Oakland “Dumps” Waste Management

Aug 15, 2014

Posted in CommunityEconomic DevelopmentEducation/Schools/YouthEnvironmentHealthLaborOakland Job ProgramsOakland Talks TrashResponsive Government

By Ken A. Epstein

Waste Management (WM) lost out on a billon-dollar, 10-year contact to handle trash removal and recycling for Oakland when the City of Council went for a more compelling proposal by a homegrown West Oakland Company that practices local hiring and is willing to offer the services that the council has asked for.

The vote went 8-0 for California Waste Solutions (CWS) at the council’s July 30 meeting. Rejected, Waste Management, the nation’s largest trash hauler this week made a last ditch attempt to sway the council.

CWS already handles recycling in half of the city and has a facility in West Oakland. The company has promised the community it will move its operations to a new plant that it will build at the Army Base.

Councilmembers reported that they were under a lot pressure this week to reverse their vote, but they stuck to their decision.

“We’ve been getting pressured, but what’s important to me is doing what is best for Oakland residents,” says Councilmember Rebecca Kaplan.

WM took its complaints to some of the local media, which seemed to be outraged on behalf of the company. The company has hired lobbyists, including former City Council President Ignacio de la Fuente, and has threatened to file a lawsuit.

Though negotiations were over and the votes were cast, the company this week came out with a new, sweeter offer. Waste Management was trying to influence the council ahead of its second vote Wednesday night whether to reaffirm the decision in favor of CWS at the previous meeting..

Councilmember Lynette McElhaney led the opposition on the council to the Waste Management bid even though city staff had presented what she called highly biased and “slanted” staff reports in favor WM, which has picked up trash in Oakland as long as anyone can remember.

CWS offers a better deal for city residents, starting with a considerable savings on rates, especially to commercial customers, according to McElhaney. CWS also has provisions for local hiring and plans to create a customer call-in center in Oakland, which WM closed down and moved out-of-state several years ago at the cost of local jobs.

In addition, CWS has listened to the council’s priorities, working with Civicorps, a nonprofit based in West Oakland that creates jobs for young people, and partnering with East Bay Municipal Utility District (EBMUD) to convert organic waste to energy to reduce electricity rates.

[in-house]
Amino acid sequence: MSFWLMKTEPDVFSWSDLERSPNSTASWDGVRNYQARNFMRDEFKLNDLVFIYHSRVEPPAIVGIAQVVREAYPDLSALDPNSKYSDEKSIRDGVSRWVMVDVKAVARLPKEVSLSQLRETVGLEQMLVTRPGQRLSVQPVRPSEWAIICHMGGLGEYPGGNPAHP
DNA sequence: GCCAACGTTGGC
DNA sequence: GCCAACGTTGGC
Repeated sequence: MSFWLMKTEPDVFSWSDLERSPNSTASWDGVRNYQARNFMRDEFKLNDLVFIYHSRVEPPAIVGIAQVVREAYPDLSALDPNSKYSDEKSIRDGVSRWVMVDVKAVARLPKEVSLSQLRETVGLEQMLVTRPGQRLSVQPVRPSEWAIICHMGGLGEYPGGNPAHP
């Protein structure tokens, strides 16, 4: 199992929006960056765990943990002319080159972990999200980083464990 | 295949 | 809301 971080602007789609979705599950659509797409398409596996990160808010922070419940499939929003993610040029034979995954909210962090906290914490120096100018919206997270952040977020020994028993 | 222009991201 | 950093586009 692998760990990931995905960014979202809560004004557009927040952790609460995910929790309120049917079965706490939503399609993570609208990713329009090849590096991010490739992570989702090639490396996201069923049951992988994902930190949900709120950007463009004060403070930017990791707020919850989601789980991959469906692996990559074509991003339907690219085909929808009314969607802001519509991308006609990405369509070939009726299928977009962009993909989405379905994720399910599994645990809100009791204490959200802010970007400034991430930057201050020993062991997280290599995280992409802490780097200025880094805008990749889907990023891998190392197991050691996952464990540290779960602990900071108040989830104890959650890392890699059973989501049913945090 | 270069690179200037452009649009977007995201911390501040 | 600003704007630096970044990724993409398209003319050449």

Like any newcomer that replaces an incumbent, CWS still has to overcome a lot of skepticism about its capacities. At this point, the company is set to purchase equipment and expand operations, getting up to speed for a smooth transition when its trucks roll at the end of June 2015.

The company says it has backup provisions, plans A, B, C and D in place to ensure that all transitions will be seamless.

Ultimately, the council voted Wednesday night 7-1 for CWS, opposed only by Noel Gallo, who favored Waste Management. “I vote for the best rate and the best service for the long haul,” he said.

Praising the decision, Councilmember Rebecca Kaplan said the council had to stand fast when staff pushed for a Waste Management deal that would have meant trash pickup rate increases of 45 percent or more. Because the council pushed for a better deal, the rate increases will be less than half of that original amount, she said.

In addition, Kaplan said staff stacked the game in favor of Waste Management by shaving six months off its contract. With six months less, a competitor like CWS would have under a year, rather than a year and half to prepare for taking over waste pickup in Oakland.

Councilmembers and people attending the council meeting applauded former Mayor Elihu Harris, who with his then aide Councilmember Larry Reid worked 22 years ago to help CWS get a start in West Oakland.

“I appreciate that you (the council) have faith in a local company,” said Harris, speaking at the end of meeting. “That is what Oakland is all about. (About) 70 percent of their employees are Oakland residents – that’s what Oakland is all about.”